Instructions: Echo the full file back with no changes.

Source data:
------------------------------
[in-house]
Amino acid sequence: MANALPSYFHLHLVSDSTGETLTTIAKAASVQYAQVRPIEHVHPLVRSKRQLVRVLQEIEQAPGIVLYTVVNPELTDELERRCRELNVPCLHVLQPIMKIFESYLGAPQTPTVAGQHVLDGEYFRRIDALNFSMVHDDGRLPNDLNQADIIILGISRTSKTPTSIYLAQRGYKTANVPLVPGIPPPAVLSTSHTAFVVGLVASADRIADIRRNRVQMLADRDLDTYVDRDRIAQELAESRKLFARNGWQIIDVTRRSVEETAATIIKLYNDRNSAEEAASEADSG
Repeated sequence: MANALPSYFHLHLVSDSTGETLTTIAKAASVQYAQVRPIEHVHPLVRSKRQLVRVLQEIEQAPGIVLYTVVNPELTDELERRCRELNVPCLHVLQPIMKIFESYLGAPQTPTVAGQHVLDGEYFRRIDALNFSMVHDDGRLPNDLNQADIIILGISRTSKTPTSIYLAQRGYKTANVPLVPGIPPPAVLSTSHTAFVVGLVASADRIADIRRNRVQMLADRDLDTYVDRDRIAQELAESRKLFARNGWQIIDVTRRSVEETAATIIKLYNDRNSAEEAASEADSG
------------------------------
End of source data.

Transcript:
[in-house]
Amino acid sequence: MANALPSYFHLHLVSDSTGETLTTIAKAASVQYAQVRPIEHVHPLVRSKRQLVRVLQEIEQAPGIVLYTVVNPELTDELERRCRELNVPCLHVLQPIMKIFESYLGAPQTPTVAGQHVLDGEYFRRIDALNFSMVHDDGRLPNDLNQADIIILGISRTSKTPTSIYLAQRGYKTANVPLVPGIPPPAVLSTSHTAFVVGLVASADRIADIRRNRVQMLADRDLDTYVDRDRIAQELAESRKLFARNGWQIIDVTRRSVEETAATIIKLYNDRNSAEEAASEADSG
Repeated sequence: MANALPSYFHLHLVSDSTGETLTTIAKAASVQYAQVRPIEHVHPLVRSKRQLVRVLQEIEQAPGIVLYTVVNPELTDELERRCRELNVPCLHVLQPIMKIFESYLGAPQTPTVAGQHVLDGEYFRRIDALNFSMVHDDGRLPNDLNQADIIILGISRTSKTPTSIYLAQRGYKTANVPLVPGIPPPAVLSTSHTAFVVGLVASADRIADIRRNRVQMLADRDLDTYVDRDRIAQELAESRKLFARNGWQIIDVTRRSVEETAATIIKLYNDRNSAEEAASEADSG